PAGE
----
The method of the invention comprises the steps of: first, rotationally moving the valve plate away from a closed rotational position to an open rotational position, whereby the valve plate is subjected to increased net torque exerted thereon by the fluid conveyed through the valve; and, second, translationally moving the pivot shaft relative to the valve plate in a direction perpendicular to the longitudinal axis of the former, whereby the net torque is decreased. The first step of the method may be performed by translationally moving the pivot shaft relative to the valve plate so that at the closed rotational position the valve plate opens in response to a substitution of pivot shafts accompanied by a change in the position of the pivot axis. The method may further comprise the step of translationally moving the pivot shaft relative to the valve plate when the latter is at an open rotational position, whereby the net torque is increased and the rotational position of the plate is changed in response to the increase.
Apparatus adapted for use with the above-described method are more specifically described and claimed hereinafter.
FIG. 1 is a partially fragmentary, cross-sectional view of a butterfly valve adapted for use with the method of the invention. Actuation of the valve is diagrammatically represented.
FIG. 2 is a cross-sectional view taken along line 2--2 of FIG. 1 with the valve plate near its closed rotational position.
FIG. 3 is a partially fragmentary cross-sectional view taken along line 3--3 of FIG. 1 and illustrates in elevation certain power transmission components for use in controlling the position of the pivot shaft.
FIG. 4 is a cross-sectional view taken along line 4--4 of FIG. 1 and illustrates slots adapted to permit movement of the valve plate and pivot shaft.
FIG. 5 corresponds in kind to FIG. 2 and shows the valve plate at a fully-open rotational position.
FIG. 6 corresponds in kind to FIG. 3 with the valve plate in the rotational position indicated in FIG. 5.
FIG. 7 corresponds in kind to FIG. 4 with the valve plate in the rotational position indicated in FIG. 5.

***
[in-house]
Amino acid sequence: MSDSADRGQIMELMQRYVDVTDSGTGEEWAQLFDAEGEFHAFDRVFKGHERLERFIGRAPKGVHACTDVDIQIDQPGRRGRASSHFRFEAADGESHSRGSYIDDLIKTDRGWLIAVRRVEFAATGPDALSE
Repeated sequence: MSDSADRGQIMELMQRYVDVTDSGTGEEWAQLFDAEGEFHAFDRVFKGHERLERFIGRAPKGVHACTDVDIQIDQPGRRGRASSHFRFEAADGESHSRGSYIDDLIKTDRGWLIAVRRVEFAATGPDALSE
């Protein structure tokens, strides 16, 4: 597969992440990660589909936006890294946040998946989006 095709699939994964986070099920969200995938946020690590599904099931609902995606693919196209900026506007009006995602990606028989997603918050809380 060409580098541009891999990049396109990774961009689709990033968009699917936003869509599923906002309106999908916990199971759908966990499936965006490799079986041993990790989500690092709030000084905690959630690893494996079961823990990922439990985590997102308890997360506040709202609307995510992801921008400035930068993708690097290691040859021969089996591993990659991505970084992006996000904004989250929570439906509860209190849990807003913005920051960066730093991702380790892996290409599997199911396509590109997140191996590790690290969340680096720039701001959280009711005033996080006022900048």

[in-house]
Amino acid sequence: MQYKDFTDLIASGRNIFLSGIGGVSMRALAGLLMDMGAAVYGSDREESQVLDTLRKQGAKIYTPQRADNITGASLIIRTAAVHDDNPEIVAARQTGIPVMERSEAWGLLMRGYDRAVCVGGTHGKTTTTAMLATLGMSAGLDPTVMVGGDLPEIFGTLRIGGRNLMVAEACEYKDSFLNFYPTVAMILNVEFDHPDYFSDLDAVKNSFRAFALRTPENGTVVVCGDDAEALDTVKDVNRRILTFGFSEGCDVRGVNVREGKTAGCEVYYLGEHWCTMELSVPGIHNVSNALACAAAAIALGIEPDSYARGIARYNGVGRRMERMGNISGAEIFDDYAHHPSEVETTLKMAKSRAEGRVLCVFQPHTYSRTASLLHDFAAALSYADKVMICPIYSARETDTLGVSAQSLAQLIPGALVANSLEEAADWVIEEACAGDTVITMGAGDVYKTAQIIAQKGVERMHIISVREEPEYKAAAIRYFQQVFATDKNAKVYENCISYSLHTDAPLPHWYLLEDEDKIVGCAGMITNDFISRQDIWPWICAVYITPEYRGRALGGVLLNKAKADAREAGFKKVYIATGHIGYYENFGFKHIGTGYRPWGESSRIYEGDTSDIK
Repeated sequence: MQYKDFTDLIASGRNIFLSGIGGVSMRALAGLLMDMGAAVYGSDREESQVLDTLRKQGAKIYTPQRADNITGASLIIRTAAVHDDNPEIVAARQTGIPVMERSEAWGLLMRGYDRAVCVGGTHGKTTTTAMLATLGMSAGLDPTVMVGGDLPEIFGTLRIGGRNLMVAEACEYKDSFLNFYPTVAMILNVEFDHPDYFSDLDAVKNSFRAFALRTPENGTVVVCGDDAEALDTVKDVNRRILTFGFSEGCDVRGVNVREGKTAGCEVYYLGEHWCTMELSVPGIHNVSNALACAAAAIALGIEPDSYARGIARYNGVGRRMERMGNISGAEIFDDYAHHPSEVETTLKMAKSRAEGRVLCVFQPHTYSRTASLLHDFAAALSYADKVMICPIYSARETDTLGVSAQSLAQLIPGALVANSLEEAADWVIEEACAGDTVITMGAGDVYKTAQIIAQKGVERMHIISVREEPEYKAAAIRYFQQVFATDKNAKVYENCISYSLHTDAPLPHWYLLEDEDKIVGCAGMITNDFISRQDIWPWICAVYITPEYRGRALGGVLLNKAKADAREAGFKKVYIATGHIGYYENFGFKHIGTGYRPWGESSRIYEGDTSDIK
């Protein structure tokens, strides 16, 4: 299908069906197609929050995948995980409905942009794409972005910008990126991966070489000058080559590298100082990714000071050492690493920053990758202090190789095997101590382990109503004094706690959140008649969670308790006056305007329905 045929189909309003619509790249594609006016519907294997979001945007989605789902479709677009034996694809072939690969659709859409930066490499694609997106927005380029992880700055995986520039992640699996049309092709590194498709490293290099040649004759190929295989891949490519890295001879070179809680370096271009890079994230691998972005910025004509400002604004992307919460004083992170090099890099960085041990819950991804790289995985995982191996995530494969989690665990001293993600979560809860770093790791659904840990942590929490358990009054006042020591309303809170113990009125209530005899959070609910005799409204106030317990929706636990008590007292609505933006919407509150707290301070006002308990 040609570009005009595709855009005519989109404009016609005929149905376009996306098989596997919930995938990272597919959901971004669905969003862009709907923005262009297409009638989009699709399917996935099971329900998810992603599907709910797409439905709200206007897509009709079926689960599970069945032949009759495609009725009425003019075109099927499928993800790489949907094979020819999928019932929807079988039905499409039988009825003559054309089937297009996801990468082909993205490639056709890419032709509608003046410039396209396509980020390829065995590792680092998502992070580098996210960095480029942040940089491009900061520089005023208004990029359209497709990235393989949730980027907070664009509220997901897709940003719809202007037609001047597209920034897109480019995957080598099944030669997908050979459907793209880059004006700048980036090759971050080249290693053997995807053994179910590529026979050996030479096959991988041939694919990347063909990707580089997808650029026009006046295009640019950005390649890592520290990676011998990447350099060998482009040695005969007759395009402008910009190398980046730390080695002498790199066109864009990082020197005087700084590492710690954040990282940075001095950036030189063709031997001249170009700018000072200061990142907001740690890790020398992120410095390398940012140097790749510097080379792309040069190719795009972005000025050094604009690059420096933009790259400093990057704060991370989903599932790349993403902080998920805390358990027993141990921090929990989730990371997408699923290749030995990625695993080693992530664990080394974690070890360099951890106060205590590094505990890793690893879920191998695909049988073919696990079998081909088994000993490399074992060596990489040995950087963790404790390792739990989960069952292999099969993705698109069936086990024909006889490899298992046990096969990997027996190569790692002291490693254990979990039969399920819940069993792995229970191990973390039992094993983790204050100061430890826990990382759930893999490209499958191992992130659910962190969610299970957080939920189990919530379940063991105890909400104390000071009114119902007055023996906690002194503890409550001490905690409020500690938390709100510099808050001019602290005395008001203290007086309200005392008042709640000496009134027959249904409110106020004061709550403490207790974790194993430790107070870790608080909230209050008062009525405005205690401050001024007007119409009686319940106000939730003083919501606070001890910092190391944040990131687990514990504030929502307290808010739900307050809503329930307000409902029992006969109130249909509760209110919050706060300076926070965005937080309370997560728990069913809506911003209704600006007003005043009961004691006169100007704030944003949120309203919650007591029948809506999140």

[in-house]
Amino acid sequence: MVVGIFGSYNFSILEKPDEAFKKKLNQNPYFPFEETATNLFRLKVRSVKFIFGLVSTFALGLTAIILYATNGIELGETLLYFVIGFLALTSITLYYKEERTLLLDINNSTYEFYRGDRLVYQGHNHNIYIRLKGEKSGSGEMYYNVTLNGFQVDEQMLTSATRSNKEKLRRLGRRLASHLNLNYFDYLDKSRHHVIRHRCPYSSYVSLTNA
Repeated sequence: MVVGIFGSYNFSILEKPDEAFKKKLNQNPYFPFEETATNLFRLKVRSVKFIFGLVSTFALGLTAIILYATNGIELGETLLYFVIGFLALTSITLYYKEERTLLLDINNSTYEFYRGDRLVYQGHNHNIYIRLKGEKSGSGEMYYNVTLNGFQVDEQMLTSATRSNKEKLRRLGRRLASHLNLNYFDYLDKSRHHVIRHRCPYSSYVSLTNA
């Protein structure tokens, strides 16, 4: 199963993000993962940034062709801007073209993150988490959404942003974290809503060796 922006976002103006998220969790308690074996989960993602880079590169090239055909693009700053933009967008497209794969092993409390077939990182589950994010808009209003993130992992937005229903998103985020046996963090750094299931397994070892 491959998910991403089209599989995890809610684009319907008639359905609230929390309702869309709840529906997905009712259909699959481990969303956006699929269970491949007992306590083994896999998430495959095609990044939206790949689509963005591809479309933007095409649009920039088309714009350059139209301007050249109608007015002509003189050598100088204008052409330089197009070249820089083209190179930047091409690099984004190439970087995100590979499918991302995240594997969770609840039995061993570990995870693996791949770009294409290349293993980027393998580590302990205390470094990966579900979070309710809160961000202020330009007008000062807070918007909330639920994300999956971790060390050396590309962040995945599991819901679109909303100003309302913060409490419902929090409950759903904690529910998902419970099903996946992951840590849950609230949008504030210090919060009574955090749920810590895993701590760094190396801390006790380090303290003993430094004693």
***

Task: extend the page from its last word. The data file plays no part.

FIG. 1 of the drawings illustrates a butterfly valve 10 in which a valve plate 12 transects an elongate flow path 14 formed by a duct 16. Typically, the duct 16 is formed in part by a mounting body to which the plate 12 and other components are secured, and separate duct members are connected to the mounting body. The valve plate 12 is supported in the flow path 14 by support shafts (as at 18) which are formed as cylindrical bosses on the valve plate and which extend into slots (as at 20) formed in the duct 16. Alternatively, a single support shaft secured to the valve plate 12 may be used. The support shafts 18 incorporate roller bearings (as at 22) on their ends as indicated so that the valve plate 12 is freely rotatable over a range of rotational positions extending from a closed position (FIG. 1--the closed position being the position at which, in a given application, flow is maximally obstructed, whether or not completely obstructed via sealing contact) to a fully open position (FIG. 5--the fully open position being the position at which, in a given application, flow is minimally obstructed, whether or not the valve plate is parallel to the longitudinal direction of the flow path). The slot 20 is appropriately shaped and dimensioned to permit linear movement of the support shafts 18 in the longitudinal direction 24 of the flow path 14, while substantially preventing movement in directions transverse to both the support shafts and the foresaid longitudinal direction. The longitudinal axis 26 (FIG. 2) of the support shafts 18 defines the axis of rotation for the valve plate 12, and is centered in the flow path 14. A pivot shaft 30 incorporating roller bearings 32, 34 extends across the flow path 14 and through two arcuate slots (as at 36, FIG. 2) formed in opposing sides of the duct 16. The ends of the pivot shaft 30 are pressed into rotationally aligned gearplates 38, 40 so that the shaft is movable with the gearplates. The gearplates 38, 40 are rotatable about axially-aligned shafts 42, 44 which are rigidly secured to the duct 16 and journalled in the gearplates. Each of the gearplates 38, 40 has an arcuate rack gear (as at 46 in FIG. 3) formed in an arcuate edge of the plate. The rack gears 46 engage pinion gears 48, 50 that are rigidly secured to a control shaft 52. The control shaft 52 is journalled in the duct 16 and extends across the flow path 14. At least one end of the control shaft 52 projects from the valve 10 so that the shaft can receive torque applied thereto by an externally-disposed actuator 54. The duct 16 preferably includes cover plates 56, 58 to form a sealed enclosure permitting leakage of fluid through the arcuate slots 36, and easy access to the rack and pinion gears 46, 48, 50.